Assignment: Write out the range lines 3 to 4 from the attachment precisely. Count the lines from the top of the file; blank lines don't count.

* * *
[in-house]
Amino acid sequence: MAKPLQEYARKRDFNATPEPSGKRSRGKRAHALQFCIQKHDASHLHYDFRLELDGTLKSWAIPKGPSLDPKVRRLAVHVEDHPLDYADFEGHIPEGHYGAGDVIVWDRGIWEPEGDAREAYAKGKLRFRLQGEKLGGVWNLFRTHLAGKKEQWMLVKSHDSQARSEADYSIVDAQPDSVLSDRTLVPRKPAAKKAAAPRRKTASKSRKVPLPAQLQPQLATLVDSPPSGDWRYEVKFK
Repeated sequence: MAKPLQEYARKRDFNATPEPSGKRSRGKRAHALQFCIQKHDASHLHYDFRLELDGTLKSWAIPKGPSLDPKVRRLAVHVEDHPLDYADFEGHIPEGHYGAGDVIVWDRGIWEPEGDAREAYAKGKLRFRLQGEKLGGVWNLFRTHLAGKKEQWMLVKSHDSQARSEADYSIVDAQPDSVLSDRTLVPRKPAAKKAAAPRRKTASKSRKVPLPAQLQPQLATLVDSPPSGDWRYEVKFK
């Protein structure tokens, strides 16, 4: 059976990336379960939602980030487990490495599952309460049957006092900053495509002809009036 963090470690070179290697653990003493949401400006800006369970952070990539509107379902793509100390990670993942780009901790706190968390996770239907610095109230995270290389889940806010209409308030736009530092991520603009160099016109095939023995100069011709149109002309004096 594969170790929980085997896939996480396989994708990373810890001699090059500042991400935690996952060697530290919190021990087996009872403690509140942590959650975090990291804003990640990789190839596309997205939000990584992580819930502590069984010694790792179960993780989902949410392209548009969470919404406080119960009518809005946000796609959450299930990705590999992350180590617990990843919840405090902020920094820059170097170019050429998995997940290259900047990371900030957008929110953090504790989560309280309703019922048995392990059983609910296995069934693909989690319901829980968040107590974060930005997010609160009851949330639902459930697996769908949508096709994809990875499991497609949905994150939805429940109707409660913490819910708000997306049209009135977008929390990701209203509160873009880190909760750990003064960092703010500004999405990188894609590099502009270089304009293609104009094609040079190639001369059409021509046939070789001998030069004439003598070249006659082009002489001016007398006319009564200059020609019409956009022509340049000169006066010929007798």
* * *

Repeated sequence: MAKPLQEYARKRDFNATPEPSGKRSRGKRAHALQFCIQKHDASHLHYDFRLELDGTLKSWAIPKGPSLDPKVRRLAVHVEDHPLDYADFEGHIPEGHYGAGDVIVWDRGIWEPEGDAREAYAKGKLRFRLQGEKLGGVWNLFRTHLAGKKEQWMLVKSHDSQARSEADYSIVDAQPDSVLSDRTLVPRKPAAKKAAAPRRKTASKSRKVPLPAQLQPQLATLVDSPPSGDWRYEVKFK
């Protein structure tokens, strides 16, 4: 059976990336379960939602980030487990490495599952309460049957006092900053495509002809009036 963090470690070179290697653990003493949401400006800006369970952070990539509107379902793509100390990670993942780009901790706190968390996770239907610095109230995270290389889940806010209409308030736009530092991520603009160099016109095939023995100069011709149109002309004096 594969170790929980085997896939996480396989994708990373810890001699090059500042991400935690996952060697530290919190021990087996009872403690509140942590959650975090990291804003990640990789190839596309997205939000990584992580819930502590069984010694790792179960993780989902949410392209548009969470919404406080119960009518809005946000796609959450299930990705590999992350180590617990990843919840405090902020920094820059170097170019050429998995997940290259900047990371900030957008929110953090504790989560309280309703019922048995392990059983609910296995069934693909989690319901829980968040107590974060930005997010609160009851949330639902459930697996769908949508096709994809990875499991497609949905994150939805429940109707409660913490819910708000997306049209009135977008929390990701209203509160873009880190909760750990003064960092703010500004999405990188894609590099502009270089304009293609104009094609040079190639001369059409021509046939070789001998030069004439003598070249006659082009002489001016007398006319009564200059020609019409956009022509340049000169006066010929007798």